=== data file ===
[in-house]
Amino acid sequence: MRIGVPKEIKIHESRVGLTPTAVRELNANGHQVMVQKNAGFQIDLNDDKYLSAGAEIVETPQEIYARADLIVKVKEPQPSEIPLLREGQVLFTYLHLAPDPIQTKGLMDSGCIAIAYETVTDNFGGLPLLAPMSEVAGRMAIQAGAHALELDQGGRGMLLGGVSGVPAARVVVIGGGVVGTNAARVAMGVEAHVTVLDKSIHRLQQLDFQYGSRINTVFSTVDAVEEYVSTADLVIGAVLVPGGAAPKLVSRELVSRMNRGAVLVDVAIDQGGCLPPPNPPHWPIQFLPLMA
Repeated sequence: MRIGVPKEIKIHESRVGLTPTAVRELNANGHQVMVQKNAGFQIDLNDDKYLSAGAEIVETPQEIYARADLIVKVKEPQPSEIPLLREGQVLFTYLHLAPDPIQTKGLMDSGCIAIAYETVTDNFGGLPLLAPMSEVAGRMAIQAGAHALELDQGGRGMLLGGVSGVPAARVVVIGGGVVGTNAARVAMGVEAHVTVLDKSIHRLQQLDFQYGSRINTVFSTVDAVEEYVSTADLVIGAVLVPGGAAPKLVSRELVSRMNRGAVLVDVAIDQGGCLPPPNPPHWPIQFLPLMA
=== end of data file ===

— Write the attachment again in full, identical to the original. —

[in-house]
Amino acid sequence: MRIGVPKEIKIHESRVGLTPTAVRELNANGHQVMVQKNAGFQIDLNDDKYLSAGAEIVETPQEIYARADLIVKVKEPQPSEIPLLREGQVLFTYLHLAPDPIQTKGLMDSGCIAIAYETVTDNFGGLPLLAPMSEVAGRMAIQAGAHALELDQGGRGMLLGGVSGVPAARVVVIGGGVVGTNAARVAMGVEAHVTVLDKSIHRLQQLDFQYGSRINTVFSTVDAVEEYVSTADLVIGAVLVPGGAAPKLVSRELVSRMNRGAVLVDVAIDQGGCLPPPNPPHWPIQFLPLMA
Repeated sequence: MRIGVPKEIKIHESRVGLTPTAVRELNANGHQVMVQKNAGFQIDLNDDKYLSAGAEIVETPQEIYARADLIVKVKEPQPSEIPLLREGQVLFTYLHLAPDPIQTKGLMDSGCIAIAYETVTDNFGGLPLLAPMSEVAGRMAIQAGAHALELDQGGRGMLLGGVSGVPAARVVVIGGGVVGTNAARVAMGVEAHVTVLDKSIHRLQQLDFQYGSRINTVFSTVDAVEEYVSTADLVIGAVLVPGGAAPKLVSRELVSRMNRGAVLVDVAIDQGGCLPPPNPPHWPIQFLPLMA